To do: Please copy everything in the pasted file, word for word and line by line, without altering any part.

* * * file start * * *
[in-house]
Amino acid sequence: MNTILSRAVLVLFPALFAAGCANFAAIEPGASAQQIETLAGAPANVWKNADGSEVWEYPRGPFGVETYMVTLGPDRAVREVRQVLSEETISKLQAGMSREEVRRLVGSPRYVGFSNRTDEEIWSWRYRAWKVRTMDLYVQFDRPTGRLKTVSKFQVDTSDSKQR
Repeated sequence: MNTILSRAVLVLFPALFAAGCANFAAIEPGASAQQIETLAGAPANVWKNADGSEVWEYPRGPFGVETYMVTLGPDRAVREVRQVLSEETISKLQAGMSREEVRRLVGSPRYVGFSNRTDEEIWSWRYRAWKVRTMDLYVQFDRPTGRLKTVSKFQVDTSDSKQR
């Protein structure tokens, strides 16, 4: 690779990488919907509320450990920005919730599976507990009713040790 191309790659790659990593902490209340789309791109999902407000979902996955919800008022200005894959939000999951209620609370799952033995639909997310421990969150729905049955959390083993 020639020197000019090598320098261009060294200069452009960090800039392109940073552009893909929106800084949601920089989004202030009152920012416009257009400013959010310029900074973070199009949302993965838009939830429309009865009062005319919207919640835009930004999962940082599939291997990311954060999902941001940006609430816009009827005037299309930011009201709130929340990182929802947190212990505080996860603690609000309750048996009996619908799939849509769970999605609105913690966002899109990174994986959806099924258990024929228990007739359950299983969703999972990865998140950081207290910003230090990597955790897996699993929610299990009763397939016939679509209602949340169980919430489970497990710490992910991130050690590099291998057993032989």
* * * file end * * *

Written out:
[in-house]
Amino acid sequence: MNTILSRAVLVLFPALFAAGCANFAAIEPGASAQQIETLAGAPANVWKNADGSEVWEYPRGPFGVETYMVTLGPDRAVREVRQVLSEETISKLQAGMSREEVRRLVGSPRYVGFSNRTDEEIWSWRYRAWKVRTMDLYVQFDRPTGRLKTVSKFQVDTSDSKQR
Repeated sequence: MNTILSRAVLVLFPALFAAGCANFAAIEPGASAQQIETLAGAPANVWKNADGSEVWEYPRGPFGVETYMVTLGPDRAVREVRQVLSEETISKLQAGMSREEVRRLVGSPRYVGFSNRTDEEIWSWRYRAWKVRTMDLYVQFDRPTGRLKTVSKFQVDTSDSKQR
């Protein structure tokens, strides 16, 4: 690779990488919907509320450990920005919730599976507990009713040790 191309790659790659990593902490209340789309791109999902407000979902996955919800008022200005894959939000999951209620609370799952033995639909997310421990969150729905049955959390083993 020639020197000019090598320098261009060294200069452009960090800039392109940073552009893909929106800084949601920089989004202030009152920012416009257009400013959010310029900074973070199009949302993965838009939830429309009865009062005319919207919640835009930004999962940082599939291997990311954060999902941001940006609430816009009827005037299309930011009201709130929340990182929802947190212990505080996860603690609000309750048996009996619908799939849509769970999605609105913690966002899109990174994986959806099924258990024929228990007739359950299983969703999972990865998140950081207290910003230090990597955790897996699993929610299990009763397939016939679509209602949340169980919430489970497990710490992910991130050690590099291998057993032989």